Decoding cilia function. Defining specialized genes required for compartmentalized cilia biogenesis
ABSTRACT The evolution of the ancestral eukaryotic flagellum is an example of a cellular organelle that became dispensable in some modern eukaryotes while remaining an essential motile and sensory apparatus in others. To help define the repertoire of specialized proteins needed for the formation and function of cilia, we used comparative genomics to analyze the genomes of organisms with prototypical cilia, modified cilia, or no cilia and identified approximately 200 genes that are absent in the genomes of nonciliated eukaryotes but are conserved in ciliated organisms. Importantly, over 80% of the known ancestral proteins involved in cilia function are included in this small collection. Using Drosophila as a model system, we then characterized a novel family of proteins (OSEGs: outer segment) essential for ciliogenesis. We show that osegs encode components of a specialized transport pathway unique to the cilia compartment and are related to prototypical intracellular transport proteins.
Full-textDOI: · Available from: Tomer Avidor-Reiss, Nov 12, 2014
- SourceAvailable from: Gang Fu
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- "Comparative, genome-wide analysis of flagellated and non-flagellated organisms has identified several protein datasets associated with flagella or basal bodies (Avidor-Reiss et al. 2004; Judelson et al. 2012; Li et al. 2004). Following the same strategy, we carried out a stringent reciprocal BLAST analysis by comparing CbFP sequences with the genome-encoded proteomes of eighteen selected eukaryotic species to identify putative orthologous proteins of CbFP (Supplementary Material Table S2). "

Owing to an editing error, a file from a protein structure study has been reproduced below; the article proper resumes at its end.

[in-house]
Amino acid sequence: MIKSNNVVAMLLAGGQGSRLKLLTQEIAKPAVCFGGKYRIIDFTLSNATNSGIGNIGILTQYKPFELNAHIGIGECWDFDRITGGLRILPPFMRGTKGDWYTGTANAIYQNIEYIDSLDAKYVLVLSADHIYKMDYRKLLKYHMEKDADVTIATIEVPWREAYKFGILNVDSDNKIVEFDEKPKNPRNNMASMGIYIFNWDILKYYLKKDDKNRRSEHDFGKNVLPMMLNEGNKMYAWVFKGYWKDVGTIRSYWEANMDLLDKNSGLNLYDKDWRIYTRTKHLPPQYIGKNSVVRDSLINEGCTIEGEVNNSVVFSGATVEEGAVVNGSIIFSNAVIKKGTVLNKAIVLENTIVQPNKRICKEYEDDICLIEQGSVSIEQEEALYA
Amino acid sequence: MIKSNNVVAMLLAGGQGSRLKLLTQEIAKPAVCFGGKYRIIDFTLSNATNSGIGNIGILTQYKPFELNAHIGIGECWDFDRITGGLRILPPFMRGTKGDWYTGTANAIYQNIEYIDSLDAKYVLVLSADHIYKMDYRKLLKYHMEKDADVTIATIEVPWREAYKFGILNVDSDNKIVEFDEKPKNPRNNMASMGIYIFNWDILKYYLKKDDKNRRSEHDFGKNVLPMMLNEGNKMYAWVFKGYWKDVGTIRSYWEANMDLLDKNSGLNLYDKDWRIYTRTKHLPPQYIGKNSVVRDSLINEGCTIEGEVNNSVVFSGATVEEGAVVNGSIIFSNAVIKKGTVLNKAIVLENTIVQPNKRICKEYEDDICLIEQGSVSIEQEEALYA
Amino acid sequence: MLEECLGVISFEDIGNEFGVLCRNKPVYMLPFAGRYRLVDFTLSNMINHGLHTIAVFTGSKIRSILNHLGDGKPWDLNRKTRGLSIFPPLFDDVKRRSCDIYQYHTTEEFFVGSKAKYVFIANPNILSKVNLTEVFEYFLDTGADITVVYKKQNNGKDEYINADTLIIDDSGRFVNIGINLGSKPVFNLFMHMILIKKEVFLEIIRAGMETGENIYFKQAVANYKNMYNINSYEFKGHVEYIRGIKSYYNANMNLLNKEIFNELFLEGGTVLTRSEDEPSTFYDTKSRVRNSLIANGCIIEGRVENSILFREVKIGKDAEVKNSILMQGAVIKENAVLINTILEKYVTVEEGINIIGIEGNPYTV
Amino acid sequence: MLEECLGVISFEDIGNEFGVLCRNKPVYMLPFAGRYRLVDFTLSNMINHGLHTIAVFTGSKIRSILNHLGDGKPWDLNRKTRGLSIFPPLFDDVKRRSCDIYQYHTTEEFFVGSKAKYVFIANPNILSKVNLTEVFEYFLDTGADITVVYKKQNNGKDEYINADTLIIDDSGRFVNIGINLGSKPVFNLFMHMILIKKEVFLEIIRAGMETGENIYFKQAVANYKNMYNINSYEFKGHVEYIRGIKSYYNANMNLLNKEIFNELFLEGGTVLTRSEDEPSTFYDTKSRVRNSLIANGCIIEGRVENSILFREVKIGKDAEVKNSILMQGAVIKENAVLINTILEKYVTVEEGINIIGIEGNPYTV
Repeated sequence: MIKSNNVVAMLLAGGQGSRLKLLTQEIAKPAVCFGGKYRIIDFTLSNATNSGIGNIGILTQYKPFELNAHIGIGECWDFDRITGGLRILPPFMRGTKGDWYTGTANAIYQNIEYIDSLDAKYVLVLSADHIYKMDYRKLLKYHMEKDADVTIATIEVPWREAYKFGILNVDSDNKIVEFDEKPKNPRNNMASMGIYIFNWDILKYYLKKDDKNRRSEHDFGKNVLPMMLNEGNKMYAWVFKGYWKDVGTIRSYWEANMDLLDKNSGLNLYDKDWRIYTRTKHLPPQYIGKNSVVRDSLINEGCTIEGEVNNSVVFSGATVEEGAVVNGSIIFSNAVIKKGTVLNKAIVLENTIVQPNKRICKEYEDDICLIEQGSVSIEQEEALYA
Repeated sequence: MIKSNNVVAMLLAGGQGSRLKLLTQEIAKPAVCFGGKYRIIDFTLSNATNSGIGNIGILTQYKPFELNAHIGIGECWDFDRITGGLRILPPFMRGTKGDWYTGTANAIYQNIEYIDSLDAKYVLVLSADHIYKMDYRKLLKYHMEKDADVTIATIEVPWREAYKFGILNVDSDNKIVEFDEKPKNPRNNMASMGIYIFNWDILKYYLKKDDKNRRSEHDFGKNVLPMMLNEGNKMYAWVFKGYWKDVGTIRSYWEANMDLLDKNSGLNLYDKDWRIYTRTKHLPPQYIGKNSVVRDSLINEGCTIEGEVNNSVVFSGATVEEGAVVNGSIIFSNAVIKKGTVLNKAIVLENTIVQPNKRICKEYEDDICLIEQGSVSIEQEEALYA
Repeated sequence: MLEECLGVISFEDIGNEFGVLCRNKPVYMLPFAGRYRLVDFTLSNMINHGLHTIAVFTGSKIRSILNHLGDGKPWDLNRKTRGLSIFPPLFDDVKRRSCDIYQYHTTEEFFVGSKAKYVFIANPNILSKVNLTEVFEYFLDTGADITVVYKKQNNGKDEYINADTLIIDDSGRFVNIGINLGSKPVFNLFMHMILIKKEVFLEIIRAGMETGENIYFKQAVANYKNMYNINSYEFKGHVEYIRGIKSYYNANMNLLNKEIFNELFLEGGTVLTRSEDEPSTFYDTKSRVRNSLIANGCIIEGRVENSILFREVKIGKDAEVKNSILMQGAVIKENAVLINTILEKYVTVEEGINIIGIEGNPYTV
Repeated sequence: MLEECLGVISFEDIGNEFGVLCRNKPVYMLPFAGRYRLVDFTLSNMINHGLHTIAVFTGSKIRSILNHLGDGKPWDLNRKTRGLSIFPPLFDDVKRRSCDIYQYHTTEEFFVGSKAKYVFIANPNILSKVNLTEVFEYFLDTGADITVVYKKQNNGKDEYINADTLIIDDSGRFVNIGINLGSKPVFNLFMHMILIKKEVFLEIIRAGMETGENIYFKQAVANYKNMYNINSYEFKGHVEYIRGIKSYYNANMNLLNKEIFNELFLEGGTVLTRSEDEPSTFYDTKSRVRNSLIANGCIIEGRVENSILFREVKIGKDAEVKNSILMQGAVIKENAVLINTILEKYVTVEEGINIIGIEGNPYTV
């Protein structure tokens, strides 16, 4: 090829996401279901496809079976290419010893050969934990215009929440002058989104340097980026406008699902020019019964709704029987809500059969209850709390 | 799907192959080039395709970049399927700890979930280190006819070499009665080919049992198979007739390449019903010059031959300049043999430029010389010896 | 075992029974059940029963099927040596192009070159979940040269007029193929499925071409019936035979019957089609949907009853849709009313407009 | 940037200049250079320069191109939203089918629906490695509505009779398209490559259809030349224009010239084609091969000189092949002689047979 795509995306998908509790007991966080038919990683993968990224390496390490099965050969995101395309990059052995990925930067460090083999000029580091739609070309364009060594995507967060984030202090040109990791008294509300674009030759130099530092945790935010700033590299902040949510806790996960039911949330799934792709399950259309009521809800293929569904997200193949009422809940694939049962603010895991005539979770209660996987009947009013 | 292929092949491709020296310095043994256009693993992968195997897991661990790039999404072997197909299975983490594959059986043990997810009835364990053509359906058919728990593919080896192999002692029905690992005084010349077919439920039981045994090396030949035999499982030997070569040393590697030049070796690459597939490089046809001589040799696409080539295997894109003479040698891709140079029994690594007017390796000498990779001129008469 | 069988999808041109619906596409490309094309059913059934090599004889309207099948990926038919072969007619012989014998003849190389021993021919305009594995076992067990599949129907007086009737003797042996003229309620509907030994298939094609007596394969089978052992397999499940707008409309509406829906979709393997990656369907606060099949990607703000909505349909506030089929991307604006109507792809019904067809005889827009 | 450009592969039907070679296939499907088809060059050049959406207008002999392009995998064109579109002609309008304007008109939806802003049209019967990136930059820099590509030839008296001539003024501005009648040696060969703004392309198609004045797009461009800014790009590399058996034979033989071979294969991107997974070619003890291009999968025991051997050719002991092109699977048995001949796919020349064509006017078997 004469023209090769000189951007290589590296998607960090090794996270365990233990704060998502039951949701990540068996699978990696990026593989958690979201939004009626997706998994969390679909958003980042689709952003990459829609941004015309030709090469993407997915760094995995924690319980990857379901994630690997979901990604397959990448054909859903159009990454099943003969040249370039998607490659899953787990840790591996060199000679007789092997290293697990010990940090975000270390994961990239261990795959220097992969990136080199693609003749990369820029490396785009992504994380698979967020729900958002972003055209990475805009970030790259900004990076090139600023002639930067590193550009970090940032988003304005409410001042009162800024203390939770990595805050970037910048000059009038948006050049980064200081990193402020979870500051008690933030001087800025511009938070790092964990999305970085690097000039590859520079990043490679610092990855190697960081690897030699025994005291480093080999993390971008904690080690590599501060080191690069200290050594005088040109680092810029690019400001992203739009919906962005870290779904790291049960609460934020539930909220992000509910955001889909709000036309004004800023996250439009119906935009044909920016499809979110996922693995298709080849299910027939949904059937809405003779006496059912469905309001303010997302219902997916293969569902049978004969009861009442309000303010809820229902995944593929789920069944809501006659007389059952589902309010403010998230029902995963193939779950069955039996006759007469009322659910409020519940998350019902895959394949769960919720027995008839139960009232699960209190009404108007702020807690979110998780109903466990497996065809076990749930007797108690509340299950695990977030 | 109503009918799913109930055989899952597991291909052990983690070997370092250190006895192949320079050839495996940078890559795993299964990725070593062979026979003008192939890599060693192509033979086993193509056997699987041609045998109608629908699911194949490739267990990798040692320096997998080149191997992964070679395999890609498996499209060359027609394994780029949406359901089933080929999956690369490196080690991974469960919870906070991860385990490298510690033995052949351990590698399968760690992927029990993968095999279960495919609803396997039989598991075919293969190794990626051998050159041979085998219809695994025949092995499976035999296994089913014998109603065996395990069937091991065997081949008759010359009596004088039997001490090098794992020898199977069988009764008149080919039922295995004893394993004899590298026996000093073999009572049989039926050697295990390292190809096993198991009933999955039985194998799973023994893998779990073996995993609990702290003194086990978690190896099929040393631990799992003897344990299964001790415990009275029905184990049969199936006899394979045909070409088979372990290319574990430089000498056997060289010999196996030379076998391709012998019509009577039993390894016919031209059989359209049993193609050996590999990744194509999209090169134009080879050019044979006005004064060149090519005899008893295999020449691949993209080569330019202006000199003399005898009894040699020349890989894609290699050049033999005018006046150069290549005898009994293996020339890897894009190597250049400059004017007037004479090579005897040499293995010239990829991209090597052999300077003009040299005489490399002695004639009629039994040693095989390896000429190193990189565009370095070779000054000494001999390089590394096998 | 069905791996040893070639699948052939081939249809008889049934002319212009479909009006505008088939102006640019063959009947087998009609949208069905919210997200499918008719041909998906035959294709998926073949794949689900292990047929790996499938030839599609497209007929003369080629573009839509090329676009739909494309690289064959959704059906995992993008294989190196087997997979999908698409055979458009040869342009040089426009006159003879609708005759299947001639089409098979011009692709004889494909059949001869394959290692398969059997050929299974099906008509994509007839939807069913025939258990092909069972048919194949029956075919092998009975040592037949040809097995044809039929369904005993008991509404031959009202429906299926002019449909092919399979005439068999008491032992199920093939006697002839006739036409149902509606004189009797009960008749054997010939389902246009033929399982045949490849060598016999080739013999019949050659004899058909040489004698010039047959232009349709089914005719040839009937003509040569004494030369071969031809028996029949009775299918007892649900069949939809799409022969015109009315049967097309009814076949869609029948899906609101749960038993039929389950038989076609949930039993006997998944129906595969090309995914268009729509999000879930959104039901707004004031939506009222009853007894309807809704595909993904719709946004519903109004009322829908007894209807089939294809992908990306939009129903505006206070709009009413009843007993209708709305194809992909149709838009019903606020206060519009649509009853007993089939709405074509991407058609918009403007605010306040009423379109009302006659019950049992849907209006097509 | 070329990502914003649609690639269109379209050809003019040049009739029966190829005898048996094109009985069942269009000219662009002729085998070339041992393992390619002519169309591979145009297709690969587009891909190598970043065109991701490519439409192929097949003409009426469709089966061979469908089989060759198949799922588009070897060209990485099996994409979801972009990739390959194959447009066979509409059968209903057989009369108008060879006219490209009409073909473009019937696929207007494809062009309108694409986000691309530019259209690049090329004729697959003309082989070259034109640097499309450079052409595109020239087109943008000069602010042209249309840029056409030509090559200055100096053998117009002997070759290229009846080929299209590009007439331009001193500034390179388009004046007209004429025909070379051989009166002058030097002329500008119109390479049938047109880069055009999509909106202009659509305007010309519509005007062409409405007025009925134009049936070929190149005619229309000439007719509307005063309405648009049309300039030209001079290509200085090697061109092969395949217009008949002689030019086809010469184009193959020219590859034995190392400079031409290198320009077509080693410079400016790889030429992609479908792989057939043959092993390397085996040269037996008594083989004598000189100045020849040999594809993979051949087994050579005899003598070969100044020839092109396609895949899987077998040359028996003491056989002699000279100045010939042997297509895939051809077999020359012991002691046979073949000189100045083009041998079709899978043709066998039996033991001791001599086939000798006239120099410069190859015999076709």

ABSTRACT: Flagella are conserved organelles among eukaryotes and they are composed of many proteins, which are necessary for flagellar assembly, maintenance and function. Stramenopiles, which include brown algae, diatoms and oomycetes, possess two laterally inserted flagella. The anterior flagellum (AF) extends forward and bears tripartite mastigonemes, whilst the smooth posterior flagellum (PF) often has a paraflagellar body structure. These heterogeneous flagella have served as crucial structures in algal studies especially from a viewpoint of phylogeny. However, the protein compositions of the flagella are still largely unknown. Here we report a LC-MS/MS based proteomics analysis of brown algal flagella. In total, 495 flagellar proteins were identified. Functional annotation of the proteome data revealed that brown algal flagellar proteins were associated with cell motility, signal transduction and various metabolic activities. We separately isolated AF and PF and analyzed their protein compositions. This analysis led to the identification of several AF- and PF-specific proteins. Among the PF-specific proteins, we found a candidate novel blue light receptor protein involved in phototaxis, and named it HELMCHROME because of the steering function of PF. Immunological analysis revealed that this protein was localized along the whole length of the PF and concentrated in the paraflagellar body.Protist 09/2014; 165(5). DOI:10.1016/j.protis.2014.07.007 · 3.56 Impact Factor
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- "*P , 0.05; ** P , 0.01; ***P , 0.005. at least some of their cilia through compartmentalized ciliogenesis—the process in which the cilium protrudes gradually from the basal bodies located under the plasma membrane—ATK was classified as a compartment gene (Avidor-Reiss et al. 2004). However, our results show that ATK is not strictly required for cilium growth because atk mutants apparently form cilia of normal length. "